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disease on the eyes a littlc of the moisture derived from the slug called abd is injected into them.

The small-pox patiënt may eat roasted food, but the roasting must not be done in his house; meat and eggs he may not touch.

All purgatives are called julab. As such are employed, among other things, the pips of the pcunyeuha-fruit and a kind of castor-oil (minyeu" nawai/i) of native manufacture.

Ordinary diarrhoea (chirct) is treated with sour semi-ripe blinggè-(ruits, or an extract of roasted buffalo-hide and roasted rice, both of which ingredients are first pounded fine.

Dysentevy Dysentery (biöh) is treated with opium, or with a compound of pounded

and cholera. . .

unripe pisang klat (a kind of plantam with an astringent taste) and molasses ').

In cholera 2) (tafeun, mutah-chirét) and kindred ailments, the patiënt is given sugarcane juice mixed with a little powdered turmeric to drink, or else rice-water with somc gambir, or extract of pounded betelnut (pinang), or the expressed juice of a pomegranate which lias first been heated with the skin on. The sufferer is also cooled by constant bathing.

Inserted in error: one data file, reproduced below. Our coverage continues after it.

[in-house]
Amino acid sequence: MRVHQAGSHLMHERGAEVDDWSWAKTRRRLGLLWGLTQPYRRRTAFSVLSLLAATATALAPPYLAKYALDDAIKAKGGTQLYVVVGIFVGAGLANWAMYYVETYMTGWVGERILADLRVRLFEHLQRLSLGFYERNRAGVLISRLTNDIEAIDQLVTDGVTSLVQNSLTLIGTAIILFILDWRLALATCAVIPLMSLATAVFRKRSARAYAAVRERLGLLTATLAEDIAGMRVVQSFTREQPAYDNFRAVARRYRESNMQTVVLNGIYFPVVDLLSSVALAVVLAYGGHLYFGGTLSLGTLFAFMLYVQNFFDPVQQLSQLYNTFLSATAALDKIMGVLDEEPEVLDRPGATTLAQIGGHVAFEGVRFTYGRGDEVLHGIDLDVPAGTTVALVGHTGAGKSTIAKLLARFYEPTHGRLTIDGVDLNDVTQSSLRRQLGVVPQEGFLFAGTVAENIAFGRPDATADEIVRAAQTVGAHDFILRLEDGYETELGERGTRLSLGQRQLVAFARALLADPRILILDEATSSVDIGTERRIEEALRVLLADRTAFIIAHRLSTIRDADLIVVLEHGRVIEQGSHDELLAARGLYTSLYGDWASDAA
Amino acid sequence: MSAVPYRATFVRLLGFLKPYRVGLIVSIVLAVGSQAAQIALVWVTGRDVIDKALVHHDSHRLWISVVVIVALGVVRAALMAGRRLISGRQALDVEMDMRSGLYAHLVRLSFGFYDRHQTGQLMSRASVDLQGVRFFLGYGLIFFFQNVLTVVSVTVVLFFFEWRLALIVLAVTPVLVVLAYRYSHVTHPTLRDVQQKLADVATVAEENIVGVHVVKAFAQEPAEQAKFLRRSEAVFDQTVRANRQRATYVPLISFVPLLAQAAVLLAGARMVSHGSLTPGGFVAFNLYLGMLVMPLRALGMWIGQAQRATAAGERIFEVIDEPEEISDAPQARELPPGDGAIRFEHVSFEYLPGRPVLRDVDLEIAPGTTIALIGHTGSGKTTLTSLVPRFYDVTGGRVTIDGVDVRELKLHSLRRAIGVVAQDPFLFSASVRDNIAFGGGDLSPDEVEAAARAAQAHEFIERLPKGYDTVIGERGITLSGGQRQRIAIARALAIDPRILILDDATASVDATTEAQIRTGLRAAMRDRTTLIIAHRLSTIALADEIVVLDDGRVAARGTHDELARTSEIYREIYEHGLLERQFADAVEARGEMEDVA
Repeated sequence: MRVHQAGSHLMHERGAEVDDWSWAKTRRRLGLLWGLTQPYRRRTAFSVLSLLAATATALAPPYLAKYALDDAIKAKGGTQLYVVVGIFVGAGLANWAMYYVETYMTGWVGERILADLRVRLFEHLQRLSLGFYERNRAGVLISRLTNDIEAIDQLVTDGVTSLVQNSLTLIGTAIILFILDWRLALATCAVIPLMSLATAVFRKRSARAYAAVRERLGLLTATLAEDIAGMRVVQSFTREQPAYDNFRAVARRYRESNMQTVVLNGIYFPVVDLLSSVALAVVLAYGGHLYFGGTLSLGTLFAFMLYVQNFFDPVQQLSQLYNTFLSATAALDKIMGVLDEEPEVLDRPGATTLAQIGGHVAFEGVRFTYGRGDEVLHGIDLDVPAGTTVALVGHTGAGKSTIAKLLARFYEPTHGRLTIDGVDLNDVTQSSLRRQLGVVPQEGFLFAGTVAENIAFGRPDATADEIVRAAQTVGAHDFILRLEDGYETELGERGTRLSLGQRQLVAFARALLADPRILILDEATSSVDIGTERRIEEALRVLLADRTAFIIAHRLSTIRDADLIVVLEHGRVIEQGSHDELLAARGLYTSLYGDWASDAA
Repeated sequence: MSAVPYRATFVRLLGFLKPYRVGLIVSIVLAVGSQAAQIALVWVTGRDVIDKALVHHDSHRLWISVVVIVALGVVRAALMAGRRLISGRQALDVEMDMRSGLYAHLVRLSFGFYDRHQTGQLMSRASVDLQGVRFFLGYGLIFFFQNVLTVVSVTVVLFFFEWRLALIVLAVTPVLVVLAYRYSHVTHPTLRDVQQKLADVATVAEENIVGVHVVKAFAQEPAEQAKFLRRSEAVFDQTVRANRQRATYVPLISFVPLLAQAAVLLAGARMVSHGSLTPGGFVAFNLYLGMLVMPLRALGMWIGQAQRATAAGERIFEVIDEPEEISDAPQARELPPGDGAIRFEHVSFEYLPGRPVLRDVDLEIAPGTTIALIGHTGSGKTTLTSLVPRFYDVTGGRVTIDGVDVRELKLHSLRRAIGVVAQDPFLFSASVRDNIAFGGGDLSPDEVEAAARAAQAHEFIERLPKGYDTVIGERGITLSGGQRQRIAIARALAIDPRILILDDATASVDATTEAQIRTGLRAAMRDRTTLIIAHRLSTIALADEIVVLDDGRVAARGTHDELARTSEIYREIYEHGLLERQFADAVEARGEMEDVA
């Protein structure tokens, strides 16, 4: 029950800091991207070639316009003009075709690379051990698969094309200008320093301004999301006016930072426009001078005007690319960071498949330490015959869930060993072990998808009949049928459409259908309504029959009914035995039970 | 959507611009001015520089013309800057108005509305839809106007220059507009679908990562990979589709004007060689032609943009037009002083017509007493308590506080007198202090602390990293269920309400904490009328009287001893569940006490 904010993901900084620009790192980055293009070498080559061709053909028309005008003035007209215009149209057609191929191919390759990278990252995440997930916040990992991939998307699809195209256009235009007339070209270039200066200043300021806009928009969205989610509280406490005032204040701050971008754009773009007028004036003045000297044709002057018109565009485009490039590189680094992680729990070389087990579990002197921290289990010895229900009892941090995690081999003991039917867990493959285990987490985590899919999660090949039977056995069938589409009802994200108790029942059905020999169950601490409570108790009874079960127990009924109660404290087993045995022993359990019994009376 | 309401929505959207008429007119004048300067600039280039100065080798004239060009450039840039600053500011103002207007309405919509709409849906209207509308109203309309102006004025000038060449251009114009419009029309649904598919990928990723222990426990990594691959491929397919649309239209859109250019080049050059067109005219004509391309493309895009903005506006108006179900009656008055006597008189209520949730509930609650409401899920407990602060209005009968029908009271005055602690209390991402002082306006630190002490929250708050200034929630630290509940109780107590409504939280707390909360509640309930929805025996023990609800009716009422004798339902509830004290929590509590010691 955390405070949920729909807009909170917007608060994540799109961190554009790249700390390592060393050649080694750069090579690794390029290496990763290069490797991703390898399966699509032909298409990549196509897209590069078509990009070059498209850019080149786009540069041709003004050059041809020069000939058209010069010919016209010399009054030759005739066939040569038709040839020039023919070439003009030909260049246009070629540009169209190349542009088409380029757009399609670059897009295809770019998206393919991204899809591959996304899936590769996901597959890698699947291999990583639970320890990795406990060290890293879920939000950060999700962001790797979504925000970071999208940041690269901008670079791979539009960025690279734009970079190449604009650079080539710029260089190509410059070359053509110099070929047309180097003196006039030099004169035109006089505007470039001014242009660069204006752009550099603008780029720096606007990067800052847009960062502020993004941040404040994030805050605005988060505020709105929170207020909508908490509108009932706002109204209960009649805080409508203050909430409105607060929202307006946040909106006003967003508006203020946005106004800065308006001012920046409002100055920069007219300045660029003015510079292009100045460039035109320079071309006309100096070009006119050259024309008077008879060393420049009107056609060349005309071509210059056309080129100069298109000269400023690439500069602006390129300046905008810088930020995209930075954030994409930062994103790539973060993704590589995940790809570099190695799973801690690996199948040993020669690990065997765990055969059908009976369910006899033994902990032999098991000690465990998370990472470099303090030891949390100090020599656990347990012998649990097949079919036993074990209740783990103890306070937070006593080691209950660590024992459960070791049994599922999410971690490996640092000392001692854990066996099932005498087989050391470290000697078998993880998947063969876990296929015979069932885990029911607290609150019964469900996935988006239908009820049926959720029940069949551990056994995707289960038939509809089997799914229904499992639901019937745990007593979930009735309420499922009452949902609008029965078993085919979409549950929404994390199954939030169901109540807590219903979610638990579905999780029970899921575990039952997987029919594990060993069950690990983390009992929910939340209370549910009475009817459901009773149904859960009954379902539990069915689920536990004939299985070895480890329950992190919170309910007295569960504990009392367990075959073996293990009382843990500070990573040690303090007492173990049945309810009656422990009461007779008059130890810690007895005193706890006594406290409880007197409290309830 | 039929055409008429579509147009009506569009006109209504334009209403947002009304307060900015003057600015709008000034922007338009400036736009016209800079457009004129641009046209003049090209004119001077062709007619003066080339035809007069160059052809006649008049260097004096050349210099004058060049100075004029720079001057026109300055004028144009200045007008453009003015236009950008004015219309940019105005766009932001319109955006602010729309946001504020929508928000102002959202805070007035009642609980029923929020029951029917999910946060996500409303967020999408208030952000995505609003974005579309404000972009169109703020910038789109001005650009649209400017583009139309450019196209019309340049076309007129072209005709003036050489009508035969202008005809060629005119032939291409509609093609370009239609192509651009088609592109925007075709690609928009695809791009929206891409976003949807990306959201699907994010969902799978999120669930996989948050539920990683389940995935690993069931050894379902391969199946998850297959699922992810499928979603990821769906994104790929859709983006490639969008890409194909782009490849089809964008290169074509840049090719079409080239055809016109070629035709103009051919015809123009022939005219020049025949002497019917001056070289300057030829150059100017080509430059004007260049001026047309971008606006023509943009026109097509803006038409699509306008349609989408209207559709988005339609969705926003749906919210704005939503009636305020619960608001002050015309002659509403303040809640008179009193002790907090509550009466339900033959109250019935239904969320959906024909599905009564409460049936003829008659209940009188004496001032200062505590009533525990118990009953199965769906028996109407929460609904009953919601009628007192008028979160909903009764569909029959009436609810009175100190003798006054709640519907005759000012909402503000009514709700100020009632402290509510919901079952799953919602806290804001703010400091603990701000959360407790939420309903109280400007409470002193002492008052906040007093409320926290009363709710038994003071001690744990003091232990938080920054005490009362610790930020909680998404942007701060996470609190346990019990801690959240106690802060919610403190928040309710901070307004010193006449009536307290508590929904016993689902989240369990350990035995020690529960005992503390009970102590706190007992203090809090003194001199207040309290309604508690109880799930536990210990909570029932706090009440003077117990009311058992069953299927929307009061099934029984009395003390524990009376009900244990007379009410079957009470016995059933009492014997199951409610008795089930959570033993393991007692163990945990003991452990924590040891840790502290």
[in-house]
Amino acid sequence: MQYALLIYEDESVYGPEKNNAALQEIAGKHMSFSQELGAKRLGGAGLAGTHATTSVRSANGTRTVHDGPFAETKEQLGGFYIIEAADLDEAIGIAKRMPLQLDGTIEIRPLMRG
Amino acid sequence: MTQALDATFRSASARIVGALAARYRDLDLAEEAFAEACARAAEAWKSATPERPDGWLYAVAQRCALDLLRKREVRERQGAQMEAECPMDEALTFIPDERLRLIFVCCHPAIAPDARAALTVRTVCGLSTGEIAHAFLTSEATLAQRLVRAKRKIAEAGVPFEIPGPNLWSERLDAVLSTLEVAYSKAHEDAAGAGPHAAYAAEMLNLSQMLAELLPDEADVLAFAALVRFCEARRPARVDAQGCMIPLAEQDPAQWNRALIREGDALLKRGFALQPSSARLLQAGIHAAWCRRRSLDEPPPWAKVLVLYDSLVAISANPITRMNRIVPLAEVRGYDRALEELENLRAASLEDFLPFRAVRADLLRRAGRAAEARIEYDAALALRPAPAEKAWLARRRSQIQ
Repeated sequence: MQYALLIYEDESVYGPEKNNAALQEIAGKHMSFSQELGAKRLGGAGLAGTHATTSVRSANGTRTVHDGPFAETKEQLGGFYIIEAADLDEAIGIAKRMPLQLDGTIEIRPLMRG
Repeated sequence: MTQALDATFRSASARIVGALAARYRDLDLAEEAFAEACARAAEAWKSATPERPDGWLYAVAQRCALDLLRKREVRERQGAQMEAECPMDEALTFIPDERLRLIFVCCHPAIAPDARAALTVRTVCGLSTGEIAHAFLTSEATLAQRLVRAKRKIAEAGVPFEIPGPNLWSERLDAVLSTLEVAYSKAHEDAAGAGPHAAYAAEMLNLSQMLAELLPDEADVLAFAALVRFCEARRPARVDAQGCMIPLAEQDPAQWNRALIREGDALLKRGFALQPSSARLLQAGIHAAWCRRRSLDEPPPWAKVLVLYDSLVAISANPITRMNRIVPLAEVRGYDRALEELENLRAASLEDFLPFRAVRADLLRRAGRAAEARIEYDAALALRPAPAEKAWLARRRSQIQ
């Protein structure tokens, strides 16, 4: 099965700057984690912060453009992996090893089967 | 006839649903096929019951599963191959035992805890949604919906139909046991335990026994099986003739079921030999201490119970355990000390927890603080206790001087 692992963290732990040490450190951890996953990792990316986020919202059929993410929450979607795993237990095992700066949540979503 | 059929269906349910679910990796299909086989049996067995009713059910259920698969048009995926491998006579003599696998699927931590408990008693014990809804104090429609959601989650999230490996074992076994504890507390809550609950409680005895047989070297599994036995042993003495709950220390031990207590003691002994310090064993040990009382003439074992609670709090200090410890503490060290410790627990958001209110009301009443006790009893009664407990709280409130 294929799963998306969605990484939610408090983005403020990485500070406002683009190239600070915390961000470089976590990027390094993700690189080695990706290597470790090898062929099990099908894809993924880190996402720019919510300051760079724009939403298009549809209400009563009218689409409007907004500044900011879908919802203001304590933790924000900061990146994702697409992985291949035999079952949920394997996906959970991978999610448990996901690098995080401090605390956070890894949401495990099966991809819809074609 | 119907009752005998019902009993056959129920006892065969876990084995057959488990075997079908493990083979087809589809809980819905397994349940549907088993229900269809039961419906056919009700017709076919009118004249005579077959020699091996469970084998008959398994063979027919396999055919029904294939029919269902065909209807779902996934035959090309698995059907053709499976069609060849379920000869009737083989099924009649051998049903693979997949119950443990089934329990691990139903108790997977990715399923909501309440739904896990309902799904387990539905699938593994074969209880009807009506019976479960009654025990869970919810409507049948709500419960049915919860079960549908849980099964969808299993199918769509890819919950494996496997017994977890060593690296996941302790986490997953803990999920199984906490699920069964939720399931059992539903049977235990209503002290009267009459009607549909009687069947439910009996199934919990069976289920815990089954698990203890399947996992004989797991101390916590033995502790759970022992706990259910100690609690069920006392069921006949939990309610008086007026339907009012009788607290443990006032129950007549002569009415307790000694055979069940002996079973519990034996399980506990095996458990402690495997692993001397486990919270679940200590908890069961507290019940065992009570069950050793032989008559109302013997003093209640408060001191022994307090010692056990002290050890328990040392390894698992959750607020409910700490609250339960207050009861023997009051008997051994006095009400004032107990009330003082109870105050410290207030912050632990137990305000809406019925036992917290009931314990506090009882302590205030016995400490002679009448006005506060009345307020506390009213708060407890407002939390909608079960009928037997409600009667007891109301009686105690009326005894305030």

It is said by the natives that a common preliminary symptom of clioleraic seizures is a violent pain in the arm or leg, as though some hard body under the skin were moving upwards. This is regarded as the prime cause of the complaint, and it is sought to counteract it by cupping or making an incision over the spot vvhere the foreign body is supposed to be feit.

Fe ver. The feverish symptoms known as sijue -seii'uèm (cold-heat) are treated with the expressed juice of clinch-leaves, together. with those of pisang talon ( pisang raja), or with the bitter gummy sap of the ba raja pennawa, called in Malay lidah buaya (crocodile's tongue) or simply with water in which seeds of the seulaséh (se/asih) are soaked. The patiënt must not bathe, but is occasionally bespued with water from another's mouth.

In deurnam (continuous or remittent fever) nothing but tangkays or incantations are employed.

Sampong. It is believed that the young suffer three times in their life from an indisposition called sampong; first at puberty (sampong chnt), again

| wlien they come of age (sampong peutcungahan) and finally when they

have completed their growth (sampong rayeu or saket u/cc neurayen -

1) The children have a song which runs: Avdh, raja, avöh — pisang ktat ubat biöh.

2) See Vol. I p. 415.

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